He sold the stones, which have a blue or deep-violet coloring and are only found in Tanzania, to the government for 7.7 billion Tanzanian shillings ($3.3 million).
After being awarded a check during a ceremony attended by Tanzania’s top government officials last week, Laizer said he would spend the funds on his community.
“The money that I have got out of selling my tanzanite, I’m planning to use it to build a school to support my community and a mall to support my family,” he said in a broadcast on state-run television network TBC.
Tanzania’s President John Magufuli congratulated the miner and said the achievement showed that, “Tanzania is a rich country. This is actually to the benefit of artisanal miners.”
Biteko said smaller miners should not be discouraged by the fact that they have no modern technologies for mining.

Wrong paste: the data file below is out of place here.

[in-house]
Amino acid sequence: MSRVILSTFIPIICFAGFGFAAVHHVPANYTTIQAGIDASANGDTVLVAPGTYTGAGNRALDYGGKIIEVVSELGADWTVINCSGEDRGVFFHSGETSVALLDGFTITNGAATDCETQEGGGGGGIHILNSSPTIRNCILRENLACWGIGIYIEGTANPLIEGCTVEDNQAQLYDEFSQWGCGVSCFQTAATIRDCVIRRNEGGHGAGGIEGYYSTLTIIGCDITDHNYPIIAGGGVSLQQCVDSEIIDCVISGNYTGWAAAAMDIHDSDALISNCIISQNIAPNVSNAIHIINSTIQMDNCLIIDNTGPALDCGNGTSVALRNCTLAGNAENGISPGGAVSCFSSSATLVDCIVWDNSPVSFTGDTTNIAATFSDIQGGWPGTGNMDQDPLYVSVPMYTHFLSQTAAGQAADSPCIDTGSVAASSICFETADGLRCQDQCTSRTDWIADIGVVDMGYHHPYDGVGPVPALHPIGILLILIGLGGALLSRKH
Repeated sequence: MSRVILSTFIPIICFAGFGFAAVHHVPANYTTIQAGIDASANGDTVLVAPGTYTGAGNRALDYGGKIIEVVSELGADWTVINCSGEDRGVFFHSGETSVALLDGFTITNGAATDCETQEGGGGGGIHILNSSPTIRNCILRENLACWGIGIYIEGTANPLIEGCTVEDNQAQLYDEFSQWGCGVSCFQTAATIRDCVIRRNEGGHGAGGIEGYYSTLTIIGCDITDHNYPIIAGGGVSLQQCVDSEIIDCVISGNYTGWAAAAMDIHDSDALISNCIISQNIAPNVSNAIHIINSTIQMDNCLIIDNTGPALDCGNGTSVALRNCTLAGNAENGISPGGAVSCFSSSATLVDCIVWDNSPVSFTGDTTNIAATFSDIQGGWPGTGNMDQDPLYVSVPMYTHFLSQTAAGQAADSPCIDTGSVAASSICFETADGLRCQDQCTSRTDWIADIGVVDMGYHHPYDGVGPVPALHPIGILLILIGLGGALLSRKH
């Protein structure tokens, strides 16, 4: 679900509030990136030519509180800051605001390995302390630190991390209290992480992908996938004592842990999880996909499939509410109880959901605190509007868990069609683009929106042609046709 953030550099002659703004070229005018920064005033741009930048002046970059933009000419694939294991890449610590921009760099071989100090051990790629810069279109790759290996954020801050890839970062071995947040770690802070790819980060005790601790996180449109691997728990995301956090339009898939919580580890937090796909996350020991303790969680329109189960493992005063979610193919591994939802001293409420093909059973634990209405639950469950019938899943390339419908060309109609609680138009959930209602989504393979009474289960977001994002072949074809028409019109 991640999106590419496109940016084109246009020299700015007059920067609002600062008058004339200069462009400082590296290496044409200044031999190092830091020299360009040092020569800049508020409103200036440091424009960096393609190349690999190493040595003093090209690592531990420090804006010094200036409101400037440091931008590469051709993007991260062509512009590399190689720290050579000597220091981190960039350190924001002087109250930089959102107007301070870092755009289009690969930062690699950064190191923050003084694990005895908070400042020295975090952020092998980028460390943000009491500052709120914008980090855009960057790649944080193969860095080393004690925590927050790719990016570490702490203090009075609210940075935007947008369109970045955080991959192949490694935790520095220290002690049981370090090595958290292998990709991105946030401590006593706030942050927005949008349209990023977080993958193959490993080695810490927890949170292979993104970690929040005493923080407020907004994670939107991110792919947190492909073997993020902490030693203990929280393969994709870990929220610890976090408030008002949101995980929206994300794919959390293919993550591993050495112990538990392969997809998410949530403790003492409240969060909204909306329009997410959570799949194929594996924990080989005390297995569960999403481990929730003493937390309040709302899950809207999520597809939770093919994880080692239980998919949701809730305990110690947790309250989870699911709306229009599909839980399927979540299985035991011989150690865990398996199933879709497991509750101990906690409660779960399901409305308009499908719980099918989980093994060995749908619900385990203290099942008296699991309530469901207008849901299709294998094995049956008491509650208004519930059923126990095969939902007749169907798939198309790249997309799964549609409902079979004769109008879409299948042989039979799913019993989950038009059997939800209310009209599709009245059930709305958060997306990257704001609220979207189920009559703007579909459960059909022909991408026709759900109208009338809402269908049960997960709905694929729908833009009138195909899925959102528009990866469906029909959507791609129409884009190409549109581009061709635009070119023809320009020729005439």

“The tanzanite which have been discovered are [the] largest tanzanite in the history of tanzanite mining in our country, that’s why the president had to order us to buy them and preserve [them] until later on, when we shall decide what we want to do with them,” Biteko said in the broadcast.
In recent years, Tanzania has made changes to its laws to increase its share of benefits from the discovery and sale of resources.
As a result, foreign mining companies — including gold and graphite mining companies — are meant to give the government 16% equity for free, as required by the laws.
Deputy Minister for Finance and Planning Ashatu Kijaji said the stone’s discovery ushers in a new era of business for local artisanal miners to benefit from the country’s resources.